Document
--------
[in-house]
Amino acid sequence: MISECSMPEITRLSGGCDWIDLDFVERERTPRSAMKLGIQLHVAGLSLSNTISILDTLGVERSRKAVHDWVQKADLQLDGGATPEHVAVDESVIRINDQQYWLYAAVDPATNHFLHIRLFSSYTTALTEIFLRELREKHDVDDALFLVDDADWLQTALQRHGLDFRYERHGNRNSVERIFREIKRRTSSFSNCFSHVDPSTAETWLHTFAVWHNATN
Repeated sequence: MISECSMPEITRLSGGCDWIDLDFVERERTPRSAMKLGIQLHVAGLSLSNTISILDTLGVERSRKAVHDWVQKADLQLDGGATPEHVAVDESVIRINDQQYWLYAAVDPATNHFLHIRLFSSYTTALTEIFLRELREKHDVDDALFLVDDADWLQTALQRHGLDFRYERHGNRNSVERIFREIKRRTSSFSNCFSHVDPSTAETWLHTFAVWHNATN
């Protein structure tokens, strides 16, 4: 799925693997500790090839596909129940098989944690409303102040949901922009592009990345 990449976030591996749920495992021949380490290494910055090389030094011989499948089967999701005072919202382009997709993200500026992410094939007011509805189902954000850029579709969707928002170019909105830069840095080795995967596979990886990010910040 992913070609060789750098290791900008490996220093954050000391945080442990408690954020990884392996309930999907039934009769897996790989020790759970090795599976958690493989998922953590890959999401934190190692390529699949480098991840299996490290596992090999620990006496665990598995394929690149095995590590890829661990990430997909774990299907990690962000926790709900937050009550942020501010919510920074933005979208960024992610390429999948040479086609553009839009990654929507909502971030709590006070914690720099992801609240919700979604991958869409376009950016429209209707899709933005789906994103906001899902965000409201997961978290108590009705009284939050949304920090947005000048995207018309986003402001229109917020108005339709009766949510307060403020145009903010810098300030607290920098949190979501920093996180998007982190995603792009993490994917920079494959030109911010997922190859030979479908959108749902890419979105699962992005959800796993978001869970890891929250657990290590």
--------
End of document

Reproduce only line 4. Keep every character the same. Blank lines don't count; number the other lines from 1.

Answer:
């Protein structure tokens, strides 16, 4: 799925693997500790090839596909129940098989944690409303102040949901922009592009990345 990449976030591996749920495992021949380490290494910055090389030094011989499948089967999701005072919202382009997709993200500026992410094939007011509805189902954000850029579709969707928002170019909105830069840095080795995967596979990886990010910040 992913070609060789750098290791900008490996220093954050000391945080442990408690954020990884392996309930999907039934009769897996790989020790759970090795599976958690493989998922953590890959999401934190190692390529699949480098991840299996490290596992090999620990006496665990598995394929690149095995590590890829661990990430997909774990299907990690962000926790709900937050009550942020501010919510920074933005979208960024992610390429999948040479086609553009839009990654929507909502971030709590006070914690720099992801609240919700979604991958869409376009950016429209209707899709933005789906994103906001899902965000409201997961978290108590009705009284939050949304920090947005000048995207018309986003402001229109917020108005339709009766949510307060403020145009903010810098300030607290920098949190979501920093996180998007982190995603792009993490994917920079494959030109911010997922190859030979479908959108749902890419979105699962992005959800796993978001869970890891929250657990290590």